Replacing the Capacitors on a Macintosh Portable, Model M5120.
These instructions have not been tested with the first model of Macintosh Portable, Model M5126. There were some changes to the motherboard in the later model so these instructions may or may not apply.
The capacitor designations used are marked on the circuit board. They are assumed to be the same on every board but this has not been verified.
Note that only one machine was used in making this diagnosis and symptoms may vary from machine to machine. Aging capacitors is likely a problem in many nonfunctional Macintosh Portable computers. The best way to diagnose bad capacitors is to remove some of each type used in the system and test them.
- Most of the time the machine would not turn on.
- Occasionally it would turn on when the main battery was removed and the nine volt battery was reinstalled. When it turned on it have a sad Mac face and a couple Hex codes. The codes were decrypted using this page. About half the time the hex codes did not match any known errors. The rest of the time they indicated problems with the power manager.
- Several capacitors were removed and tested. Some were within acceptable limits while others were not.
*Really, that is what the capacitence meter said.
|C8, C16, C20
- While not all the tested capacitors failed it is suggested that you replace all the non-monolithic capacitors. The provided Bill of Materials assumes you are doing so.
- You will need to be able to properly remove and reinstall the motherboard in the Macintosh Portable.
- You will need to be able to solder and desolder through hole and surface mount components with no more than two leads no closer than 0.1 inch.
Tools & supplies
- Soldering Iron. Low quality soldering irons may not provide adequate performance for this task.
- Solder Wick
- Syringe filled with liquid rosin flux
- Solder. Use a solder approved for use in your area, suitable for use on electronics, and suitable for your soldering iron.
- Small brush
- Electronics grade isopropyl alcohol
- ESD work area. Electrostatic damage to your computer may occur if you repair it without using proper ESD precautions.
- Microscope with light source setup for use in soldering.
- Solder sucker
- Isypropal bath or large sonic cleaner.
- Pressurized air duster
Bill of Materials
||Digi-Key Part #
|C2, C6, C18, C19
|C4, C5, C15, C24
|C8, C16, C20
|C9-C11, C17, C22, C25-C28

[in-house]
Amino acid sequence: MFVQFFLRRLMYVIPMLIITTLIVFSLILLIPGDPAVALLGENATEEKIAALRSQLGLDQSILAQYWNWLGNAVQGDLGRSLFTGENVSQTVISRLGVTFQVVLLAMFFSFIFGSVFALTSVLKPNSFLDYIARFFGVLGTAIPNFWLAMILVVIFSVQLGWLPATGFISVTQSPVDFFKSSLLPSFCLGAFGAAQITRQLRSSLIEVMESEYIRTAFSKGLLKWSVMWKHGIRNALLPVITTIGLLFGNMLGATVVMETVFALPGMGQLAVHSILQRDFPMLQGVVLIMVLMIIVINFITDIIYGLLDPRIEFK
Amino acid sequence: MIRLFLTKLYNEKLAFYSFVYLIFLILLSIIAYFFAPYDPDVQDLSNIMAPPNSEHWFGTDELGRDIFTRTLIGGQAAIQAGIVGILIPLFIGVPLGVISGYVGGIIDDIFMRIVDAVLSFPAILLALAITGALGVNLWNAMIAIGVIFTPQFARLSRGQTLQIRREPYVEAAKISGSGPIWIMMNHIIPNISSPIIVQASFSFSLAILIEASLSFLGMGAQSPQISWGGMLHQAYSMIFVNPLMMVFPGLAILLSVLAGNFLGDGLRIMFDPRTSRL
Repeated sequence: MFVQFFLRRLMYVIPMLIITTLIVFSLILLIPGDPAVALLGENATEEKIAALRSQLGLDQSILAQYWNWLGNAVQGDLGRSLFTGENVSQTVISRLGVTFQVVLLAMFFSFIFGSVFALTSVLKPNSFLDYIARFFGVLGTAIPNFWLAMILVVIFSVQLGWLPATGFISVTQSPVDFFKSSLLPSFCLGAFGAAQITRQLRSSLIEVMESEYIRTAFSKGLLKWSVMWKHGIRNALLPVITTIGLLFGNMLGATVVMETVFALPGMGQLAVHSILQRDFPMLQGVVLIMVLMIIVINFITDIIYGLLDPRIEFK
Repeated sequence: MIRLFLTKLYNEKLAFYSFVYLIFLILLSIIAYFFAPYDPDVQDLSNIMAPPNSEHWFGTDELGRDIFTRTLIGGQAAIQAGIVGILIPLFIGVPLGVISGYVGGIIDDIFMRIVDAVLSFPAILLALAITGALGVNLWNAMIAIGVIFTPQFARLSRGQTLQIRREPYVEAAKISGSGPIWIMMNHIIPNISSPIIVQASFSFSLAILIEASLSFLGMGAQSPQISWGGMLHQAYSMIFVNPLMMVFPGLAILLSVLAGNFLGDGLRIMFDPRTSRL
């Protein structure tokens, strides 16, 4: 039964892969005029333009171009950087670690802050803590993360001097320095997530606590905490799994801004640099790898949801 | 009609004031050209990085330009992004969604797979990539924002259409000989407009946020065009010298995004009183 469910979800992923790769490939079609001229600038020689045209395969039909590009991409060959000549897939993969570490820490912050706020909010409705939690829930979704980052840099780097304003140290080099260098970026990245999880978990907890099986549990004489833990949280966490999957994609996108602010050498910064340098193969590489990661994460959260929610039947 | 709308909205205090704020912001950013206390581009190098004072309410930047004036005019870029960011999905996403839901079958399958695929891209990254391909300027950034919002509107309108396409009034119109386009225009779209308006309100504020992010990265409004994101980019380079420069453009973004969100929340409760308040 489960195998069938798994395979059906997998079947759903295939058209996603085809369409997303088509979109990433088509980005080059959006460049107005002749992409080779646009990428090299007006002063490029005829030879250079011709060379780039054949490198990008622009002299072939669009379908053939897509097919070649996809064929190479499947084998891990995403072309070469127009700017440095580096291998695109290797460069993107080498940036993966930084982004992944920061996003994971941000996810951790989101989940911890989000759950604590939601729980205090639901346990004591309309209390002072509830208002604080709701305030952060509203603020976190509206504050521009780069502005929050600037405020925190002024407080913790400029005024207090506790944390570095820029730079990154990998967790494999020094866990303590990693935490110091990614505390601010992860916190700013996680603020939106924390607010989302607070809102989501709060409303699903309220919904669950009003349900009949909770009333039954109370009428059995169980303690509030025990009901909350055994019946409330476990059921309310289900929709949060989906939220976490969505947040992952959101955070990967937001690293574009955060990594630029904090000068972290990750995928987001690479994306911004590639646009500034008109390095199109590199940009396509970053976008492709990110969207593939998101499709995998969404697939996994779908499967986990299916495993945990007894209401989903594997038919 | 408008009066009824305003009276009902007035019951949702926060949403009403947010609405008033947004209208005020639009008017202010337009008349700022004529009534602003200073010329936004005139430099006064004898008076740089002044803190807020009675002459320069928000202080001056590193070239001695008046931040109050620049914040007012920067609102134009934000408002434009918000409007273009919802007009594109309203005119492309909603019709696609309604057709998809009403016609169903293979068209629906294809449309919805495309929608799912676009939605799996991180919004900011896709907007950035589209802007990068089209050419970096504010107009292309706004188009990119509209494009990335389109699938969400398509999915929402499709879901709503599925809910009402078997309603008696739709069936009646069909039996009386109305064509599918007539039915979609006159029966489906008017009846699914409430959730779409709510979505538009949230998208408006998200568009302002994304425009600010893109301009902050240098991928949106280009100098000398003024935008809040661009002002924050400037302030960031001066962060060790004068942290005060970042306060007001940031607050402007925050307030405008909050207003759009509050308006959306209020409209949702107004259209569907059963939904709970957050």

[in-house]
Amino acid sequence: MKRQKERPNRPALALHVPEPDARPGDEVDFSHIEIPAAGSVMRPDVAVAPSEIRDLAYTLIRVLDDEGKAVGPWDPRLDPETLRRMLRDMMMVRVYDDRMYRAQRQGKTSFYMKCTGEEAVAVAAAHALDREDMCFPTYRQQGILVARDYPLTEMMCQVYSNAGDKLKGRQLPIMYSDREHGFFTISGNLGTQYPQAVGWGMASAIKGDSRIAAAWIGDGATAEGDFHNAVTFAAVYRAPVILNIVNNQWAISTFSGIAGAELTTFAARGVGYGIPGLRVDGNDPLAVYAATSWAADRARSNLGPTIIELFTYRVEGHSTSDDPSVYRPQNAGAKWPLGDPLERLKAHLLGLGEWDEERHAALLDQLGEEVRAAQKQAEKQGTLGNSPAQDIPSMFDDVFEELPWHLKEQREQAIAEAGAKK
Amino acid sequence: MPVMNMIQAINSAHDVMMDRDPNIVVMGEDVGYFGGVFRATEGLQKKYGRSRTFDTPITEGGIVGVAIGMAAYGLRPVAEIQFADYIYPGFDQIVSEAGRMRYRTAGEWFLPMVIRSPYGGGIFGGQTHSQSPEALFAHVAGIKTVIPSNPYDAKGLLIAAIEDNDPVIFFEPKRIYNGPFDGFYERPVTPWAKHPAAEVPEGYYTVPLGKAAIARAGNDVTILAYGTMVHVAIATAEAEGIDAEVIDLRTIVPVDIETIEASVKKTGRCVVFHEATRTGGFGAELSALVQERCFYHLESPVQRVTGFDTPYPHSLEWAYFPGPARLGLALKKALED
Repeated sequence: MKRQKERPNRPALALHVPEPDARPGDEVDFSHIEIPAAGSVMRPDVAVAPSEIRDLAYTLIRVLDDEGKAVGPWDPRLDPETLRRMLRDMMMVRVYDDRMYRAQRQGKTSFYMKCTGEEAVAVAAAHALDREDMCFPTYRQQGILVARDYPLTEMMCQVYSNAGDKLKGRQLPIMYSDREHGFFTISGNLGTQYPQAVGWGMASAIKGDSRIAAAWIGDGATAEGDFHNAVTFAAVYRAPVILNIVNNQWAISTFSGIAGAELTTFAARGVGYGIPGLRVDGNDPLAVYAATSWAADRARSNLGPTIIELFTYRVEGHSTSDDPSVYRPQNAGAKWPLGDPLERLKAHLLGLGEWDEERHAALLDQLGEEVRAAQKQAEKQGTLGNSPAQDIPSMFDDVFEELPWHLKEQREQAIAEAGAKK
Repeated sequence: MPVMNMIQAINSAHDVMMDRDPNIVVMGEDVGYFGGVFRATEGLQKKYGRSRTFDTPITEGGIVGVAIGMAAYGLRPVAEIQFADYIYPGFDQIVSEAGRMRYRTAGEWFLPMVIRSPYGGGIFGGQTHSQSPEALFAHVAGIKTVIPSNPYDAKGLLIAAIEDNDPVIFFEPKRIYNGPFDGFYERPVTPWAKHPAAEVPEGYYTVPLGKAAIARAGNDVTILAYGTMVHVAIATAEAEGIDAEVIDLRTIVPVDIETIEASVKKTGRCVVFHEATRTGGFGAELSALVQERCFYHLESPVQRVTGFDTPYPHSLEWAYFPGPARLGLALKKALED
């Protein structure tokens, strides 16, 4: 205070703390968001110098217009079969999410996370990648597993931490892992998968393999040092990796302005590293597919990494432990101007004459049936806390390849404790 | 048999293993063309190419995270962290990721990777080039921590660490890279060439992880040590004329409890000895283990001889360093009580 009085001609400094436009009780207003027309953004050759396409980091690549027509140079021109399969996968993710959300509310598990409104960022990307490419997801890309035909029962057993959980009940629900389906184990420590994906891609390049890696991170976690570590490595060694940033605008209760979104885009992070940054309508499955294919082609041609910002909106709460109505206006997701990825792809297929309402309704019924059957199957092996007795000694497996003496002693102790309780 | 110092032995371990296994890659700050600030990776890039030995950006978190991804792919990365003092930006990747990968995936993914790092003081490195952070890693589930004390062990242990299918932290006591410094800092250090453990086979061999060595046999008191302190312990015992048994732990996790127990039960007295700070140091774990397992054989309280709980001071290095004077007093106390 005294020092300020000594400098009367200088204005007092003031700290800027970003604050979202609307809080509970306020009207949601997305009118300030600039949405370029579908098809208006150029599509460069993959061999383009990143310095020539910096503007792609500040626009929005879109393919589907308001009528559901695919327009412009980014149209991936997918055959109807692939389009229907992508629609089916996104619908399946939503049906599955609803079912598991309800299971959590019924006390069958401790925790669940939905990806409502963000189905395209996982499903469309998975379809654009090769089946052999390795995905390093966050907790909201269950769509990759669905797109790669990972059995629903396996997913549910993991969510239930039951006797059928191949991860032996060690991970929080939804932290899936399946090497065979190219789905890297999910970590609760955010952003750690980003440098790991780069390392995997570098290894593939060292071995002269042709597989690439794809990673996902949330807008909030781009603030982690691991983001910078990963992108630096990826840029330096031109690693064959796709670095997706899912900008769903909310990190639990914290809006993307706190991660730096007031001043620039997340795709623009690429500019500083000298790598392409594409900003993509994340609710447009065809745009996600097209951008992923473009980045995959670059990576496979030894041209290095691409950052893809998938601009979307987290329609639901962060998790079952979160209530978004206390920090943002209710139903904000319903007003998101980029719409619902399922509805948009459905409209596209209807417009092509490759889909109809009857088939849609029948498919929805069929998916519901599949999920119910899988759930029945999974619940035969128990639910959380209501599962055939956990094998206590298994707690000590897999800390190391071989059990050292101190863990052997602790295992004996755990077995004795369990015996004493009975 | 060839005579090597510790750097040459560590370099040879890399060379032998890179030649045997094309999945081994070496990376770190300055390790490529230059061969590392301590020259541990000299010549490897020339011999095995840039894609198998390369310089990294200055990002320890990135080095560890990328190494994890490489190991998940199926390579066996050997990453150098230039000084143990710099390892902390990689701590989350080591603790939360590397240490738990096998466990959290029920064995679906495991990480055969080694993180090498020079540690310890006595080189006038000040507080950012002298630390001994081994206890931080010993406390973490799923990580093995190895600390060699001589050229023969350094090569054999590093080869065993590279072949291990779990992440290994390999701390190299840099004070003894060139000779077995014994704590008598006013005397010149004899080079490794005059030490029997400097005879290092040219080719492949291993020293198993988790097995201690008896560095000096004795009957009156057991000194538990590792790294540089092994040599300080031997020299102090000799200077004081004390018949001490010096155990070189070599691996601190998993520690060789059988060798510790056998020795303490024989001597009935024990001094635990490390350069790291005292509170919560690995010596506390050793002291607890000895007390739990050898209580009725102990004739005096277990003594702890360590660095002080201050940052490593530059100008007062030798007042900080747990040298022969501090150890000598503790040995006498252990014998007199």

- C16 and C20 originally were 16v but replaced were with replaced with 25v capacitors in order to simplify the bill of materials. This will not adversely effect the performance or lifetime of the repaired computer.
- The footprint is the actual measured lead spacing. The specified Digi-Key parts may not have the same spacing but are close enough.
- You may want to order a few extra of each part in case some are lost or damaged during installation.
- Remove the motherboard from the unit.
- Clean the board. Dust it off using a suitable air duster. Use a small brush dipped in isopropyl alcohol to clean the area around the capacitors listed in the BOM. Sometimes a residue will build up around some capacitors. Be sure this is fully removed as it may interfere with soldering and desoldering.
- Remove the capacitors listed in the BOM. Use the soldering iron and solder wick to remove the surface mount capacitors. A solder sucker may help with the through hole capacitors but they can also be removed with the iron and wick. If the iron fails to melt all the solder make sure it is making proper contact. A very small bead of solder on the iron may help. If it still fails to melt the solder remove the iron, let the board cool, increase the temperature of the iron, and try again. Do not force the parts off as doing so can tear the contact pad off of the circuit board. Remember that the hot iron can easily damage other parts of the board, especially the plastic connectors.
- Clean the capacitor mount points with the brush and isopropyl alcohol. Use the soldering iron & wick to remove any excess solder on the pads. Make sure the pads are lightly tinned.
- Install the new components as listed in the Bill of Materials. Treat the connections with flux prior to soldering. Make sure the the positive and negative terminals are properly aligned.
- Clean off the leftover flux using the brush and isypropyl alcohol. If possible clean in a large isopropyl bath or sonic cleaner. Make sure that all residual flux is removed. Dry board.
- Reassemble computer.